"...He handed me a legacy that will live on through me "
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Youth in Dublin
Civilian life in Singapore
Prisoner of War
A New Life
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It begins with the diary. It transported my grandfather’s mind far beyond the confines of the Japanese Camps and kept him connected with a world and people he could only dream of.

Thirty five years after he penned his last line of the letter to his wife he placed those notebooks and scraps of paper into my fourteen year old hands, little realizing the path he was sending me and an unborn generation of the family on.Photo Albums and Diaries

He died a few short months after entrusting me with this gift. In an effort to feel he wasn’t really gone I started to transcribe his fine, elegant script into my own teenage scrawl, but youth and grief were against me. The bundle of papers was wrapped in plastic and placed carefully in a drawer for another day.

That day came a quarter of a century, and many drawers later. One night early on in 2006 I read the letter from start to finish and emerged from that journey into the past knowing how I would spend the next year of my life – I would transcribe the Diary, have it printed and bound professionally, and surprise my brothers at Christmas with it.

It seemed so straight forward to begin with, but as I typed I realized I needed to go beyond the pages of the diary. I wanted to understand the meaning of the Malay and Indian words so casually scattered throughout the text, I wanted to know what the abbreviations meant, I wanted to know more about the people my grandfather mentioned and I needed to understand the mindset of the inhabitants of a world that no longer exists.

There were boxes of letters and photo albums, and a scrapbook of cuttings that offered a glimpse into the pre-war life of my grandparents. There were the stories I remembered from my childhood, the reminiscences of my grandparents and my parents which waited quietly in my mind for me to revisit. And there was the internet. I was amazed by the wealth of information “out there” and in time built up the courage to contact complete strangers in other countries who proved so kind and generous in the way they shared their knowledge with me.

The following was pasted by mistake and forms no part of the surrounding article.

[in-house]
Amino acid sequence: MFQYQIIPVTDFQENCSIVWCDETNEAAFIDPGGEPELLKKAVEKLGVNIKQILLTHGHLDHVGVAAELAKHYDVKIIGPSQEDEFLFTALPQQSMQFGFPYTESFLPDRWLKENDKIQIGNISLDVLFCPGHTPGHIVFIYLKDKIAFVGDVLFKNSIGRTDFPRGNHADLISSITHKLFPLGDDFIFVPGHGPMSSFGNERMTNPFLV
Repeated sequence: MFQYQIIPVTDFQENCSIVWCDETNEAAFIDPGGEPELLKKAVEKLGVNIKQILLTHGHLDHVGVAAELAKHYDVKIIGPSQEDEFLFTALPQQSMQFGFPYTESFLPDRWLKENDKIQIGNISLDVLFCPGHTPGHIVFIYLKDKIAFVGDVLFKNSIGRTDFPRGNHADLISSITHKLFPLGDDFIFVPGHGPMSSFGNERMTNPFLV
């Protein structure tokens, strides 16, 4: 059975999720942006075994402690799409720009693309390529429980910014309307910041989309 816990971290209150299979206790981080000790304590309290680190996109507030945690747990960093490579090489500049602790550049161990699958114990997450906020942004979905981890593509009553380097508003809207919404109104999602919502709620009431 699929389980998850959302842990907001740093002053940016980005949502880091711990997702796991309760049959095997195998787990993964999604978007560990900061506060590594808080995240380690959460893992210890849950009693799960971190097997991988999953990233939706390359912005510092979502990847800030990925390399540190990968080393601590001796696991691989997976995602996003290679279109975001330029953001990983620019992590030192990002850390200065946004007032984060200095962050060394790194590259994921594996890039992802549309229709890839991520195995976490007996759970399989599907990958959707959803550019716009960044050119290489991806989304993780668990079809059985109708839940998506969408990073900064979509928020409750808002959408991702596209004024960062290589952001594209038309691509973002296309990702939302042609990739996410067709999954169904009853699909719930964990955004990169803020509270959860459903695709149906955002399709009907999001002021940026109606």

Stephanie & Alicky Hess
Whatever I typed out in a day became my 10 year old daughter’s bedtime reading. We would curl up together and I would read aloud Gran’pa’s words to her. Alicky grew to know and love her great-grandfather as she followed his adventures as a prisoner of the Japanese. We cheered him in his moments of triumph and wept at his moments of sadness. His stories, so humorously told when I was a child, were retold, this time by me. Alicky and I laughed together at the scenes depicted by Gran’pa, echoing the laughter he and I had shared 30 years earlier.

Christmas 2006 saw the fulfillment of my plan. I gave both my brothers a leather bound copy of the Diary and it was a lovely thing to watch their faces as puzzlement gave way to understanding as they realized what it was they were holding in their hands.

It might have ended there – I had done what I had set out to do, but that was in fact only the beginning of an extraordinary journey of discovery which continues to carry me and my family, like a Magic Carpet Ride, to new and unexpected adventures.

We have traveled to Singapore, the place of my birth, to explore the lost days of my grandparents’ youth. We have flown to Borneo to lay a flower on the grave of a loyal friend who lies so far from all he knew and loved. I have held in my hands trophies that bear my grandfather’s name, symbols of happy times more than seventy years in the past. We have met fascinating people and formed special friendships that have enriched our lives.

My grandfather gave me more than the gift of a diary.

He handed me a legacy that will live on through me
and beyond me to the future he fought for and survived for.


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